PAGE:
If you were creating a language from scratch, would you think of using “I see you” or I behold you” as a way of saying, “Hello”?
There are certainly moments in each of our lives when we feel unseen, even invisible, as if people don’t notice us or intentionally ignore us. If you are the new kid in class or you’ve just moved across the country, you want your classmates and neighbors to notice you, to connect with you, and to offer a friendly welcome. You want them to say, “I see you.” Even for those of us who are somewhat shy, we want to be seen. And that is especially true in a church — even more so in a religious tradition that is a little unfamiliar. We want to be seen and acknowledged and welcomed. As someone who is a bit introverted, coffee hour can be the most daunting part of a visit to a new church. Everyone else seems to belong, seems to know others, seems to have friends to connect with. It can be awkward, unless someone sees you, comes up, and engages you in conversation.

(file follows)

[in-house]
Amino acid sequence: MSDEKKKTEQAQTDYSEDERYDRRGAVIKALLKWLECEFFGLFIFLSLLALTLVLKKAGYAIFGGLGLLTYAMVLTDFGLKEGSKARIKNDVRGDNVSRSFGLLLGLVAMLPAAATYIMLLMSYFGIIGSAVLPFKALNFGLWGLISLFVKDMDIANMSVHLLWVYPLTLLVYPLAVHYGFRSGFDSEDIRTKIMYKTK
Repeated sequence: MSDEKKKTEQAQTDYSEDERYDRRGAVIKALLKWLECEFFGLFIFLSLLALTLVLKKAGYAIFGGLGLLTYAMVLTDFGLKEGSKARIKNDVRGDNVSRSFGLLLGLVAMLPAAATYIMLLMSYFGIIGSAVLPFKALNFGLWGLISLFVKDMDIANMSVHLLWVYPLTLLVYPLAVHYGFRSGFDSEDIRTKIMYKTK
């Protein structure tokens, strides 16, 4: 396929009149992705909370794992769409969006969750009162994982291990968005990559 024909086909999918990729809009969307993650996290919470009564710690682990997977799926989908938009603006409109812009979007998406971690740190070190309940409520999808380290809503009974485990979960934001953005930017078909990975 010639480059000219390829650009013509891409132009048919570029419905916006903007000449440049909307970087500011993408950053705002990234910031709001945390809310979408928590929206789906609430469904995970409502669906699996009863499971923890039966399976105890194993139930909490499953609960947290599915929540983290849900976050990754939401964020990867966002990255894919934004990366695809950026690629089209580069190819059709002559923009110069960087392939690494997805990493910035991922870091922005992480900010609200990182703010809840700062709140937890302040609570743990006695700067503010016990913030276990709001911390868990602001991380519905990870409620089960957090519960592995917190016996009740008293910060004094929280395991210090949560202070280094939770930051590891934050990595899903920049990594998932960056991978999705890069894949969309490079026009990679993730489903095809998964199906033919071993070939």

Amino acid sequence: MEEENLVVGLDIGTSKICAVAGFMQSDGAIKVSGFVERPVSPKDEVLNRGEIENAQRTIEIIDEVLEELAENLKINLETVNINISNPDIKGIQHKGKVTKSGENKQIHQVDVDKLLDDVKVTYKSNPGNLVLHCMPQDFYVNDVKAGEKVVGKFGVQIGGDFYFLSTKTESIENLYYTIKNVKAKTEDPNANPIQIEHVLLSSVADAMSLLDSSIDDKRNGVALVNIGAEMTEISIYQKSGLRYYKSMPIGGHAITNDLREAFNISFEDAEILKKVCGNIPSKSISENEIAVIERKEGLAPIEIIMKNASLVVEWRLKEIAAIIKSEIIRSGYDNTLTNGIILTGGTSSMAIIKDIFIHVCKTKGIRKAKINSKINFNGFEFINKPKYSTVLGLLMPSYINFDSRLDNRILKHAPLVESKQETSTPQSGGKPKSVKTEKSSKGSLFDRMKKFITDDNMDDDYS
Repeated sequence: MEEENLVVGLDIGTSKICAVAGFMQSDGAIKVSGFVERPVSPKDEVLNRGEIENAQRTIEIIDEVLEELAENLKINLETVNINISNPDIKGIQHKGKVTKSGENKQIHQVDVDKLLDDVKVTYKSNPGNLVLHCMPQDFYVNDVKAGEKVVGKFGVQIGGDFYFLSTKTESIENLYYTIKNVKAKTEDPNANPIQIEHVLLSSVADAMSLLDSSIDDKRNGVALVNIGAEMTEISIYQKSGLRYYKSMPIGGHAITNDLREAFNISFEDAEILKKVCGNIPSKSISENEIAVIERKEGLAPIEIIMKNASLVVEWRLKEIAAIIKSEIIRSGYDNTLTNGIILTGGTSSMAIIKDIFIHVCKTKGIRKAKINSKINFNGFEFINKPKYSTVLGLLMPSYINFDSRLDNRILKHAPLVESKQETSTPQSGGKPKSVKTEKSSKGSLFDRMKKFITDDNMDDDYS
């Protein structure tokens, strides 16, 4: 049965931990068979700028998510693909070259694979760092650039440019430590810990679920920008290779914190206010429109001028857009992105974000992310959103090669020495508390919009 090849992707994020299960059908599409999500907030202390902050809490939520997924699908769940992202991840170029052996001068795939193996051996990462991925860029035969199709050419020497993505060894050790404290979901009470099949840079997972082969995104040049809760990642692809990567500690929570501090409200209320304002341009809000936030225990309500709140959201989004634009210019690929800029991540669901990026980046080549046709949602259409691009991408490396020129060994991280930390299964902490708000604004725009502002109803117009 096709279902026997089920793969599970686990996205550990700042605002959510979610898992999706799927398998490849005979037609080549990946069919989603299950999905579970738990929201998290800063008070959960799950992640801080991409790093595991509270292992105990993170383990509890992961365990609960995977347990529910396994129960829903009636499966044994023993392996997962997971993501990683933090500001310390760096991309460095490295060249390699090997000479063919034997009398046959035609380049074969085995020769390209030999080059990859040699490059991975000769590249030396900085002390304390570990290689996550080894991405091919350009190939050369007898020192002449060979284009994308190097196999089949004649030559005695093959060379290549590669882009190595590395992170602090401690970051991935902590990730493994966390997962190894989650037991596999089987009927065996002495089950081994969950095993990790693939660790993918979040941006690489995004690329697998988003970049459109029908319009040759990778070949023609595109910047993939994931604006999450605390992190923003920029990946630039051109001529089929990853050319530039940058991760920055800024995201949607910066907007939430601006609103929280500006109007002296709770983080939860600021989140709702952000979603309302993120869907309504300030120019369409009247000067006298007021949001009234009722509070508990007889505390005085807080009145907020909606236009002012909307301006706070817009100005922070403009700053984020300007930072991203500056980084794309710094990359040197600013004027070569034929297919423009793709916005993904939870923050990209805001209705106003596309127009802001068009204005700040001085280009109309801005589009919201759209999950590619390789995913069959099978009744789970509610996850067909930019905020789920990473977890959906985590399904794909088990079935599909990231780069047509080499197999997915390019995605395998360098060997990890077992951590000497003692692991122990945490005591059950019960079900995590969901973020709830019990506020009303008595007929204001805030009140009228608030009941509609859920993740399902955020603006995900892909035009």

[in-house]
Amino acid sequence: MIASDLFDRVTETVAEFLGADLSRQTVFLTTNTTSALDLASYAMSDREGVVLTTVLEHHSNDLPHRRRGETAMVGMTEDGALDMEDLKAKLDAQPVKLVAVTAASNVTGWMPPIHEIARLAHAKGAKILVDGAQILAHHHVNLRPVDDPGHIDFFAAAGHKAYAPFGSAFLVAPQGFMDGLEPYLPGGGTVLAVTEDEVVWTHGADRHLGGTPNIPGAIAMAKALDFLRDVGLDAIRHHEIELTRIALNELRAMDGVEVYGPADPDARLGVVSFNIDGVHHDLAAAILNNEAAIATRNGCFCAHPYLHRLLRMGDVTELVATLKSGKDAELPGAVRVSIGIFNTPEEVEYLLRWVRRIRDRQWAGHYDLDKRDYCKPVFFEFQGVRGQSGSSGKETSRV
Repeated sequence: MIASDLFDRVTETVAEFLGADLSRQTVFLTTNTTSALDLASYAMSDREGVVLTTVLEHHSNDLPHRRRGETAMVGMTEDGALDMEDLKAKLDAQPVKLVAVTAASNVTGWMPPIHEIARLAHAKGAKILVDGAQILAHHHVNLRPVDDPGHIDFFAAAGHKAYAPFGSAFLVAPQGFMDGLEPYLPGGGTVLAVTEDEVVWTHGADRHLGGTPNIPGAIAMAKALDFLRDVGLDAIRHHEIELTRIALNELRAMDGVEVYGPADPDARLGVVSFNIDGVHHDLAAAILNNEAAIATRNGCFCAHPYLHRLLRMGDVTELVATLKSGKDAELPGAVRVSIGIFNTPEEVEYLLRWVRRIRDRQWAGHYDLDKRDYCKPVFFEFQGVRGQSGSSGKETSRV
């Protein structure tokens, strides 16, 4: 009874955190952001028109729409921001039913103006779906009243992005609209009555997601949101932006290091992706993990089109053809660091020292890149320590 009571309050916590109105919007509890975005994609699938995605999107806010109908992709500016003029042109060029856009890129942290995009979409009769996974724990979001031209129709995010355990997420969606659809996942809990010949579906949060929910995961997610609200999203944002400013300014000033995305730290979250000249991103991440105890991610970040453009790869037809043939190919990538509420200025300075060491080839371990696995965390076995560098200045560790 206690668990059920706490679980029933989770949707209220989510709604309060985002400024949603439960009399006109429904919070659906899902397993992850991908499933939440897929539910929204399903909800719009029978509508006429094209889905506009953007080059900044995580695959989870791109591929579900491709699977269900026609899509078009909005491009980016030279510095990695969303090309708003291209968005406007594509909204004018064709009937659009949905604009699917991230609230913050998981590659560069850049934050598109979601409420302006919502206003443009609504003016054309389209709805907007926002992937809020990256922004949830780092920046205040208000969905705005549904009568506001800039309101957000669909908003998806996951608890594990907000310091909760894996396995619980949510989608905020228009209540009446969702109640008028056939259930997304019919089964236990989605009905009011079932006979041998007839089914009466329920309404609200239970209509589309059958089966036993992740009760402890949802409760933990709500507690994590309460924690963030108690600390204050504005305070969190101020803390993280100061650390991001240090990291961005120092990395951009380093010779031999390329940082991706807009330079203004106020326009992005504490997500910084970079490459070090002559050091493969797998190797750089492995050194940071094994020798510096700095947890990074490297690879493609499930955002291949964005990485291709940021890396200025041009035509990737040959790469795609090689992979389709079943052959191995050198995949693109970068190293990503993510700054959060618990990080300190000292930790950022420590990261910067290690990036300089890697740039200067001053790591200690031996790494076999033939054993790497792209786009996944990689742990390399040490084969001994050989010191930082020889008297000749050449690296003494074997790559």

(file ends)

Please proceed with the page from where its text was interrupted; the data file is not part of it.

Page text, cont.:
When I was serving as associate conference minister in Connecticut, and then realized that I needed to be back in parish ministry, I found a church in Vermont that was looking for a minister, so I drove up early on a Sunday morning to check it out…just to be an unannounced visitor there. Now, one of the things to know about archetypal New Englanders is that they a bit laconic…not known for interpersonal warmth, exuberance, or friendliness. In Maine, unless you were born there, you are “from away” and on Cape Cod, they call you a “wash-ashore.” So, attending the service in a lovely white meeting house in Vermont, I was able to walk in, worship with them, go to coffee hour, and drive home to Connecticut, and the only greeting I received was a cursory handshake from the interim minister. Needless to say, I realized that this church and I were not meant for each other.
When we in the church fail to say “Hello!” we are neglecting a big piece of what it means to be Christian, because we are missing the bond of fellowship and connection. When we don’t say, “Hello!” we are sending the message, “I don’t see you.” I hope the message that we send at Plymouth — especially our longtime members is that not only do we see you, not only are you welcome here, you belong! No one is “from away.”